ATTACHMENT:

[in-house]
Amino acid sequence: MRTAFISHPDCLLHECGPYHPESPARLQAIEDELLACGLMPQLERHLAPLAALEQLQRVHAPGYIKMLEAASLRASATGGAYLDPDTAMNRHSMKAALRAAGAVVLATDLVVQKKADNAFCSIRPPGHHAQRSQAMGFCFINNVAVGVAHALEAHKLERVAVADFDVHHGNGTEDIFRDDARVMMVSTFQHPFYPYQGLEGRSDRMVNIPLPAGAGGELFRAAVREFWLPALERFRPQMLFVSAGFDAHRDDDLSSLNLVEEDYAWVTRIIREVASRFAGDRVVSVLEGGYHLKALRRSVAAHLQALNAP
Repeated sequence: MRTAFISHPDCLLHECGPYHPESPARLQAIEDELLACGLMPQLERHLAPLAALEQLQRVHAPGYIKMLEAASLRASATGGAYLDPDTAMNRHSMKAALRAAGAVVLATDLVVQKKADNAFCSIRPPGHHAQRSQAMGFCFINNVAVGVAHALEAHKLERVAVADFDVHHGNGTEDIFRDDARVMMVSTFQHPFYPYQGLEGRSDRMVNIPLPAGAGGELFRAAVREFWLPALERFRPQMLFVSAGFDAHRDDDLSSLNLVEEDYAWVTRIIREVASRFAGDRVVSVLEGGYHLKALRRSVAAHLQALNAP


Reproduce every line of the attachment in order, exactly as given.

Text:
[in-house]
Amino acid sequence: MRTAFISHPDCLLHECGPYHPESPARLQAIEDELLACGLMPQLERHLAPLAALEQLQRVHAPGYIKMLEAASLRASATGGAYLDPDTAMNRHSMKAALRAAGAVVLATDLVVQKKADNAFCSIRPPGHHAQRSQAMGFCFINNVAVGVAHALEAHKLERVAVADFDVHHGNGTEDIFRDDARVMMVSTFQHPFYPYQGLEGRSDRMVNIPLPAGAGGELFRAAVREFWLPALERFRPQMLFVSAGFDAHRDDDLSSLNLVEEDYAWVTRIIREVASRFAGDRVVSVLEGGYHLKALRRSVAAHLQALNAP
Repeated sequence: MRTAFISHPDCLLHECGPYHPESPARLQAIEDELLACGLMPQLERHLAPLAALEQLQRVHAPGYIKMLEAASLRASATGGAYLDPDTAMNRHSMKAALRAAGAVVLATDLVVQKKADNAFCSIRPPGHHAQRSQAMGFCFINNVAVGVAHALEAHKLERVAVADFDVHHGNGTEDIFRDDARVMMVSTFQHPFYPYQGLEGRSDRMVNIPLPAGAGGELFRAAVREFWLPALERFRPQMLFVSAGFDAHRDDDLSSLNLVEEDYAWVTRIIREVASRFAGDRVVSVLEGGYHLKALRRSVAAHLQALNAP